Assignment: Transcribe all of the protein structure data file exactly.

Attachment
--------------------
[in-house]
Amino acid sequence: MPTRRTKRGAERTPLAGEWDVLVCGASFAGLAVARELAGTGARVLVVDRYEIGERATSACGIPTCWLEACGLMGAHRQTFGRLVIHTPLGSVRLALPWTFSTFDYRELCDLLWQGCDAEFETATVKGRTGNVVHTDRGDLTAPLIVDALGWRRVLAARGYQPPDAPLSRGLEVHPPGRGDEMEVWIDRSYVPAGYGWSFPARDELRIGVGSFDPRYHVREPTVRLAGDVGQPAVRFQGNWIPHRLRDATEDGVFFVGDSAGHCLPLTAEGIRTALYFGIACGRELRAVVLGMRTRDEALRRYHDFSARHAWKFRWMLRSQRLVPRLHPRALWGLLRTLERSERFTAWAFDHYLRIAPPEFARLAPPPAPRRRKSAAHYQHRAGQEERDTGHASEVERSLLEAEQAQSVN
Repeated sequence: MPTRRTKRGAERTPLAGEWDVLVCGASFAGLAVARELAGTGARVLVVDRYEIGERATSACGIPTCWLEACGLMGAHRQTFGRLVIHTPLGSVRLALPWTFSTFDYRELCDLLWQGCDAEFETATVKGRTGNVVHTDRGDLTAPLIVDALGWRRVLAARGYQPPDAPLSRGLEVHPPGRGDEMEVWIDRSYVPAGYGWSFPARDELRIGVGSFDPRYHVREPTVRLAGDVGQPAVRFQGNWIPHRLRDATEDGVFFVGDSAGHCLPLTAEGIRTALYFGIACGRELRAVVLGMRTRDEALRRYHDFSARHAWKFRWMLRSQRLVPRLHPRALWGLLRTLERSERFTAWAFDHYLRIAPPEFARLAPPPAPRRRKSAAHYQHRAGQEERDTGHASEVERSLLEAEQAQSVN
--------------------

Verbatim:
[in-house]
Amino acid sequence: MPTRRTKRGAERTPLAGEWDVLVCGASFAGLAVARELAGTGARVLVVDRYEIGERATSACGIPTCWLEACGLMGAHRQTFGRLVIHTPLGSVRLALPWTFSTFDYRELCDLLWQGCDAEFETATVKGRTGNVVHTDRGDLTAPLIVDALGWRRVLAARGYQPPDAPLSRGLEVHPPGRGDEMEVWIDRSYVPAGYGWSFPARDELRIGVGSFDPRYHVREPTVRLAGDVGQPAVRFQGNWIPHRLRDATEDGVFFVGDSAGHCLPLTAEGIRTALYFGIACGRELRAVVLGMRTRDEALRRYHDFSARHAWKFRWMLRSQRLVPRLHPRALWGLLRTLERSERFTAWAFDHYLRIAPPEFARLAPPPAPRRRKSAAHYQHRAGQEERDTGHASEVERSLLEAEQAQSVN
Repeated sequence: MPTRRTKRGAERTPLAGEWDVLVCGASFAGLAVARELAGTGARVLVVDRYEIGERATSACGIPTCWLEACGLMGAHRQTFGRLVIHTPLGSVRLALPWTFSTFDYRELCDLLWQGCDAEFETATVKGRTGNVVHTDRGDLTAPLIVDALGWRRVLAARGYQPPDAPLSRGLEVHPPGRGDEMEVWIDRSYVPAGYGWSFPARDELRIGVGSFDPRYHVREPTVRLAGDVGQPAVRFQGNWIPHRLRDATEDGVFFVGDSAGHCLPLTAEGIRTALYFGIACGRELRAVVLGMRTRDEALRRYHDFSARHAWKFRWMLRSQRLVPRLHPRALWGLLRTLERSERFTAWAFDHYLRIAPPEFARLAPPPAPRRRKSAAHYQHRAGQEERDTGHASEVERSLLEAEQAQSVN